In today’s challenging environment and powerful social media technology, no news or glitch goes unnoticed. Companies and organizations are constantly on their toes in trying to promote a positive image in the minds of the consumers, and trying to promote themselves. In recent competitive times, consumers don’t need businesses, businesses need consumers. The consumer has become the center of businesses and is now equipped with tools that are opinion makers for other customers as well.
People use online social media tools, like; Twitter, Facebook or Online review websites to comment on the services they have received and provide feedback. One of the industries that suffer the most from this is the airline industry. Passengers are very sensitive consumers who are highly critical of the services they are being offered and constantly compare it with the price that they have paid to use the airline service, which is usually quite high.
We believe that airlines should have a well thought out strategic plan on how to provide customers with satisfaction and know what they want. What is a customer looking for when he’s traveling between destinations, in the air for hours and off his regular clock? A customer is in search of comfort! A customer must feel relaxed and cozy on his flight, so when he/she land to their destination, they are well rested and can appreciate the service of the airline.
Now how do we achieve that comfort? The goal is to make sure that the ambiance of the airplane is soothing, with no rattling noise, great food and flight attendants who are polite and attentive etc. A staff that is polite and well trained can be the edge an airline company can have over other competitions.
There are multiple examples in the airline industry where airlines have increased their revenues because of providing exceptional customer service and enjoying great revenues. One clear example could be of Etihad airlines, which got it ball rolling in a completely different league by celebrating its busiest day on 5th January 2013, 33,802 passengers flew with the airline breaking through their previous record of 33,766 set on Saturday 14 July 2012.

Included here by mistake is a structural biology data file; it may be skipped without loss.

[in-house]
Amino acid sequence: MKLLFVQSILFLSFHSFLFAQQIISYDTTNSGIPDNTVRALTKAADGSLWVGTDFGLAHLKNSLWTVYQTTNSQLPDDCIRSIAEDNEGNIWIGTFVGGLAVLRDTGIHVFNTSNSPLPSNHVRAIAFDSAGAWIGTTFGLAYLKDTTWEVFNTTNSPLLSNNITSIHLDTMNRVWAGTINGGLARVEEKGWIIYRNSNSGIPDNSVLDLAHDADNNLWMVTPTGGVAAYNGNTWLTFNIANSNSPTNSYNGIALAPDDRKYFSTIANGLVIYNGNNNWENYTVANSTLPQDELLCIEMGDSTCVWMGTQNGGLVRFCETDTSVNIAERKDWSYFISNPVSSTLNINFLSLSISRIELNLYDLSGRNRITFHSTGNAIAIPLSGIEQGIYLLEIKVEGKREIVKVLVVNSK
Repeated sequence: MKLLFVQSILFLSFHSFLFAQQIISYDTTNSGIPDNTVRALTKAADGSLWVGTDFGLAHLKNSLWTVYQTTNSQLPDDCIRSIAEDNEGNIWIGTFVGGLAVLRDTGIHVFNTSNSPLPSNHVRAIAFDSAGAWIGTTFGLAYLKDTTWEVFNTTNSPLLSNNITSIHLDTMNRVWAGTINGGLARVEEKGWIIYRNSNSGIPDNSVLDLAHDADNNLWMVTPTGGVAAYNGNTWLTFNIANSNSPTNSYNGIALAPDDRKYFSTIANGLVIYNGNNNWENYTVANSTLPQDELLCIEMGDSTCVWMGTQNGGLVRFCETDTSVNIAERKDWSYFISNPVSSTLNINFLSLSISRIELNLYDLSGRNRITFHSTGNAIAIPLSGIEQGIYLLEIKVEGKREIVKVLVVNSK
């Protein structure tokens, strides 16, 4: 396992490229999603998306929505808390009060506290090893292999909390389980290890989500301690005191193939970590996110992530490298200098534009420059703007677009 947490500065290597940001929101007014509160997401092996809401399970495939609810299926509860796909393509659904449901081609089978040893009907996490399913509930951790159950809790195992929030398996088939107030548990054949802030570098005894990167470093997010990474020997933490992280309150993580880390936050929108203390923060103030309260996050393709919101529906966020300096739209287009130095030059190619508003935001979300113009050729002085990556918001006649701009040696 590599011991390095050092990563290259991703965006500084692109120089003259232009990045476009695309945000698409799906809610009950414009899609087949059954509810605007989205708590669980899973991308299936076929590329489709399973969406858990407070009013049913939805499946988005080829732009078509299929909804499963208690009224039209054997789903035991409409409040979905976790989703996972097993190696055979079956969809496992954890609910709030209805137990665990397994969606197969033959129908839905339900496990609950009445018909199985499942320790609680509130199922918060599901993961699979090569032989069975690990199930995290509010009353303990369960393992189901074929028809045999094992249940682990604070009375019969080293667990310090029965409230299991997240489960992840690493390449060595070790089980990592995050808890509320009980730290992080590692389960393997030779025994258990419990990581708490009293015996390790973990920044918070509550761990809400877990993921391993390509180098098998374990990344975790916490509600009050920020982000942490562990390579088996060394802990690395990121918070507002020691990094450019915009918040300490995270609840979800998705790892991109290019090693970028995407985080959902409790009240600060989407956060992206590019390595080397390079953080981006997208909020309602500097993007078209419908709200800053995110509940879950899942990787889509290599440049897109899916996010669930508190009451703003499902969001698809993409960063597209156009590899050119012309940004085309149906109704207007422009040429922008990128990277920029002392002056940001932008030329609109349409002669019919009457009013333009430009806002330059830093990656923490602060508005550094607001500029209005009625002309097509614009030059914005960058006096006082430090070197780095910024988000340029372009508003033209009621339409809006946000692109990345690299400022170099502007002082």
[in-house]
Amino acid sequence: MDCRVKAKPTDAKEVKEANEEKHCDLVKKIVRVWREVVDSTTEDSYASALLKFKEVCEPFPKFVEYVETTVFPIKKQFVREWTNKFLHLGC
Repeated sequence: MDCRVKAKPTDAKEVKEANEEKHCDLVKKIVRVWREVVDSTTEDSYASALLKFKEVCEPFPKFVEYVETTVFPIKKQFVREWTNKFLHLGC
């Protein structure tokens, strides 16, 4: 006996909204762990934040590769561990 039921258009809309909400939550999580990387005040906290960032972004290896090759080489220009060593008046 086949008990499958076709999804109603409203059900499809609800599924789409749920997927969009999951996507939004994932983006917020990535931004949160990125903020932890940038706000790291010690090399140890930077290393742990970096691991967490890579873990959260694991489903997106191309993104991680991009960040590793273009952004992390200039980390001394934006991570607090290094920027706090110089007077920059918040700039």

A very happy customer gave a review saying “Flew to Bangkok and back via Abu Dhabi from Manchester economy class, no problems whatsoever. Food top draw and plenty of it well thought out dinning routines on flight through the night Bangkok-Manchester. Inflight entertainment top class particularly music section. Both legs of 6.5 hr. flight stress less with ample leg room”
When training their staff for high quality customer services, airlines must concentrate on teaching effective communication skills. They should be able to hear patiently, understand the problems and try to cater to their needs efficiently. Despite the fact that many airlines have seen such success they are sometimes criticized by disappointed customers who feel the staff was cold in their mannerism, and sometimes they complain about lack of communication post services. For e.g., if there is a cancelled flight, delayed flight or baggage issues.
It is in definitely these moments when customers are won or lost; all on the basis of how the staff responds’ to their concerns and are willing to provide a quick and easy solution. Customers are more analytic and educated about the service of an airline, when they have moments of contact and need solutions to their queries and problems. Customers often complain about poor post sale services that they received from airlines, that make them lose their faith in dependability on the airline.
A review from a disgruntled passenger flying Emirates said: “Outwardly very efficient, but not the airline I started flying years ago. The food I was served on my latest flight was disgusting. In my view the A380 is too big not enough toilets, the 777 is a more friendly plane. I have to fly Emirates because of its connection network to Europe etc as opposed to other airlines. However if I had a choice I wouldn’t fly them again. Too many screaming kids. I lost my documents at the self-check in at Dubai and got no help from the Emirates supervisor. Another passenger found them but no one from Emirates would accept them or try to find me in the airport.”
Despite Emirates being rated as one of the top airlines in the world, there are still many customers who are not satisfied by their service, as seen above, and end up criticizing the airline, for poor services. If we look deeper into this, there are two issues that can be highlighted. First, is the promise of great performance and then to actually end up under delivering. Not just airlines, but many businesses in their marketing efforts magnify the service of their business but are not able to deliver them. This creates a lag between the consumer’s perception and what he actually gets, diminishing his level of satisfaction.